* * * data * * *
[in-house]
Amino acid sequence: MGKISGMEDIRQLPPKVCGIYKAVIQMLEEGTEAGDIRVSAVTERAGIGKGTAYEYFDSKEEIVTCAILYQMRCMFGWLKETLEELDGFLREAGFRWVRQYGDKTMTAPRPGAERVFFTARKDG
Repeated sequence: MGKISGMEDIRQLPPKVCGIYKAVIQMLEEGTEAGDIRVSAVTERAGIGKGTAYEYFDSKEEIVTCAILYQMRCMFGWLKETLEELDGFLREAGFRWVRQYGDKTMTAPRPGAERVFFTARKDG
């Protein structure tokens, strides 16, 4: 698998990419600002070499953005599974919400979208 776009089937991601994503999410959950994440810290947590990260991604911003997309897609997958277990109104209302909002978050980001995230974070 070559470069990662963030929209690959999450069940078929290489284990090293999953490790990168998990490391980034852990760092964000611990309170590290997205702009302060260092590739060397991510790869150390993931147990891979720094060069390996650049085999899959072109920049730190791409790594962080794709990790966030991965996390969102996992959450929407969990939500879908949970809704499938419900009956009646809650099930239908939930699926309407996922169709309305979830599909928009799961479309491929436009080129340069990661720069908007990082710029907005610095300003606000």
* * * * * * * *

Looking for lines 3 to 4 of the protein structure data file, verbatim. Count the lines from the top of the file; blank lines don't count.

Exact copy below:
Repeated sequence: MGKISGMEDIRQLPPKVCGIYKAVIQMLEEGTEAGDIRVSAVTERAGIGKGTAYEYFDSKEEIVTCAILYQMRCMFGWLKETLEELDGFLREAGFRWVRQYGDKTMTAPRPGAERVFFTARKDG
């Protein structure tokens, strides 16, 4: 698998990419600002070499953005599974919400979208 776009089937991601994503999410959950994440810290947590990260991604911003997309897609997958277990109104209302909002978050980001995230974070 070559470069990662963030929209690959999450069940078929290489284990090293999953490790990168998990490391980034852990760092964000611990309170590290997205702009302060260092590739060397991510790869150390993931147990891979720094060069390996650049085999899959072109920049730190791409790594962080794709990790966030991965996390969102996992959450929407969990939500879908949970809704499938419900009956009646809650099930239908939930699926309407996922169709309305979830599909928009799961479309491929436009080129340069990661720069908007990082710029907005610095300003606000």